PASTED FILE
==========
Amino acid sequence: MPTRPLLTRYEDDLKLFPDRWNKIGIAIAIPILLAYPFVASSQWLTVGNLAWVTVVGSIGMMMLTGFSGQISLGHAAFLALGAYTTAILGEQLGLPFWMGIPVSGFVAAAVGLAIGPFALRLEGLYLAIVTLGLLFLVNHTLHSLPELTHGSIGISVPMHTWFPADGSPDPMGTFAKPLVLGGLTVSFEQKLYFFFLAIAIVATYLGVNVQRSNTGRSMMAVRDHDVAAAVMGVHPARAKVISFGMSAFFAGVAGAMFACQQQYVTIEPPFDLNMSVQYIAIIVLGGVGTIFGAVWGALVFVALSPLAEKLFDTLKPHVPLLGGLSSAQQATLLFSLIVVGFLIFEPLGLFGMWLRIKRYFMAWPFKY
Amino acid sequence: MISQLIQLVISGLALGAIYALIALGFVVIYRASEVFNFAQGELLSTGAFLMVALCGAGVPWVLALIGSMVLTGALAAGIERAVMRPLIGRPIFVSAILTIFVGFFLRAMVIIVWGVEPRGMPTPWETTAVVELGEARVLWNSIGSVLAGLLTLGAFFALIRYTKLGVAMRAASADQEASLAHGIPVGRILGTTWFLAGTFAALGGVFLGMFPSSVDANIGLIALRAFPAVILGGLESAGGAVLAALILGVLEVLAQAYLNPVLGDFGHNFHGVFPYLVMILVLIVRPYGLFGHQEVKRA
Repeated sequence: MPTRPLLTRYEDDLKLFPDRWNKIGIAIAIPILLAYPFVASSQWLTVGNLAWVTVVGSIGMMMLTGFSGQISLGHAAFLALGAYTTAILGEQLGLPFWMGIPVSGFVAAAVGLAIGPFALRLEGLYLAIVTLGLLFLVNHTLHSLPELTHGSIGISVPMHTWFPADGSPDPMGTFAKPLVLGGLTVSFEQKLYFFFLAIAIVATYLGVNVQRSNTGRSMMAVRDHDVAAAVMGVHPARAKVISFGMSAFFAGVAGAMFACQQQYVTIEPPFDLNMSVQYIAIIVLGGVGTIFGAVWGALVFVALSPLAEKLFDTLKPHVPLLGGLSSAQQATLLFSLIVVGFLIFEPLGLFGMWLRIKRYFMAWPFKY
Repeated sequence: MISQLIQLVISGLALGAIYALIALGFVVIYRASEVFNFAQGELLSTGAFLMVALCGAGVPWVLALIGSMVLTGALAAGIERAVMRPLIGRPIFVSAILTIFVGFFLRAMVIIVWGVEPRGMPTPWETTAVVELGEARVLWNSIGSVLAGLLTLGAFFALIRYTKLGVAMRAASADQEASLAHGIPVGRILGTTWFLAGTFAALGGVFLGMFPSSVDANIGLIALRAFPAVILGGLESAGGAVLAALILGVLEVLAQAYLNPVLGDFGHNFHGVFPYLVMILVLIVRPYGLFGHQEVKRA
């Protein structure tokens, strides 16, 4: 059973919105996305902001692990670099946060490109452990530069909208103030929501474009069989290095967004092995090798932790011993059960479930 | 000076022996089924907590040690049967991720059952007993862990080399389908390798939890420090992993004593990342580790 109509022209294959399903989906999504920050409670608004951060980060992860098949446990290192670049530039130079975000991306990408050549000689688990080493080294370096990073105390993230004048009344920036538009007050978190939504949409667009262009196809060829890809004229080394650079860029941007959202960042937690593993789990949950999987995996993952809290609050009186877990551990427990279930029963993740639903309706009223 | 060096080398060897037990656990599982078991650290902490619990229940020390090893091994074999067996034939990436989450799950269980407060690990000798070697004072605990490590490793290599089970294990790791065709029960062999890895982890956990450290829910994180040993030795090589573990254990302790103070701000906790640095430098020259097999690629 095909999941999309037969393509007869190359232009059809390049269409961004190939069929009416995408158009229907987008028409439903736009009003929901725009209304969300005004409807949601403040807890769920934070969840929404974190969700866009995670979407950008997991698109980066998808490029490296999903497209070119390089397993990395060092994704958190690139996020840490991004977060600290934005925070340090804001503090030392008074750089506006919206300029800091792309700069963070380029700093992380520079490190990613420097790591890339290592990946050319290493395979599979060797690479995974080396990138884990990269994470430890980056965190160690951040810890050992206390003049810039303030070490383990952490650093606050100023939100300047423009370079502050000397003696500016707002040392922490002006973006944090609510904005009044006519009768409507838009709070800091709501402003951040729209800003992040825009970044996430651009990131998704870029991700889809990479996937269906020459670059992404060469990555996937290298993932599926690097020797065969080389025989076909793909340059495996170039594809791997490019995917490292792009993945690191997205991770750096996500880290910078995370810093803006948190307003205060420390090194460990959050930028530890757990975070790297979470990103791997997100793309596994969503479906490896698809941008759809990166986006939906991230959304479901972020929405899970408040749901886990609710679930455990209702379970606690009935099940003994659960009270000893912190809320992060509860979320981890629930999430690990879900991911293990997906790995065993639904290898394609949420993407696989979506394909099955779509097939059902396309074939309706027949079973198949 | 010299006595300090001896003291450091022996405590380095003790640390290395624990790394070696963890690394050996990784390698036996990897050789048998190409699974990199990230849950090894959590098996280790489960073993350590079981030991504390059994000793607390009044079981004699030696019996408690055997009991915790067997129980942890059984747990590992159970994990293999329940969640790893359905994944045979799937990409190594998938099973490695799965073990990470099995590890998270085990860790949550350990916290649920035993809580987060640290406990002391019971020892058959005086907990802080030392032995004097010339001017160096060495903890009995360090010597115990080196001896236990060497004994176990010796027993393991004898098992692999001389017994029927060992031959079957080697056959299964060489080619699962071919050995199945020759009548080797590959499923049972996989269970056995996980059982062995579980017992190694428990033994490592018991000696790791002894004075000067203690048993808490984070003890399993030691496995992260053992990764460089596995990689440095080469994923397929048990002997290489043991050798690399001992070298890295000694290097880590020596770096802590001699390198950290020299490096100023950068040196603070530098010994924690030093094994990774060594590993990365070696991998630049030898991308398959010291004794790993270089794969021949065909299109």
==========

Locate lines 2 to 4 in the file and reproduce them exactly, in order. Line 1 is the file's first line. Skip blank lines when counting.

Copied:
Amino acid sequence: MISQLIQLVISGLALGAIYALIALGFVVIYRASEVFNFAQGELLSTGAFLMVALCGAGVPWVLALIGSMVLTGALAAGIERAVMRPLIGRPIFVSAILTIFVGFFLRAMVIIVWGVEPRGMPTPWETTAVVELGEARVLWNSIGSVLAGLLTLGAFFALIRYTKLGVAMRAASADQEASLAHGIPVGRILGTTWFLAGTFAALGGVFLGMFPSSVDANIGLIALRAFPAVILGGLESAGGAVLAALILGVLEVLAQAYLNPVLGDFGHNFHGVFPYLVMILVLIVRPYGLFGHQEVKRA
Repeated sequence: MPTRPLLTRYEDDLKLFPDRWNKIGIAIAIPILLAYPFVASSQWLTVGNLAWVTVVGSIGMMMLTGFSGQISLGHAAFLALGAYTTAILGEQLGLPFWMGIPVSGFVAAAVGLAIGPFALRLEGLYLAIVTLGLLFLVNHTLHSLPELTHGSIGISVPMHTWFPADGSPDPMGTFAKPLVLGGLTVSFEQKLYFFFLAIAIVATYLGVNVQRSNTGRSMMAVRDHDVAAAVMGVHPARAKVISFGMSAFFAGVAGAMFACQQQYVTIEPPFDLNMSVQYIAIIVLGGVGTIFGAVWGALVFVALSPLAEKLFDTLKPHVPLLGGLSSAQQATLLFSLIVVGFLIFEPLGLFGMWLRIKRYFMAWPFKY
Repeated sequence: MISQLIQLVISGLALGAIYALIALGFVVIYRASEVFNFAQGELLSTGAFLMVALCGAGVPWVLALIGSMVLTGALAAGIERAVMRPLIGRPIFVSAILTIFVGFFLRAMVIIVWGVEPRGMPTPWETTAVVELGEARVLWNSIGSVLAGLLTLGAFFALIRYTKLGVAMRAASADQEASLAHGIPVGRILGTTWFLAGTFAALGGVFLGMFPSSVDANIGLIALRAFPAVILGGLESAGGAVLAALILGVLEVLAQAYLNPVLGDFGHNFHGVFPYLVMILVLIVRPYGLFGHQEVKRA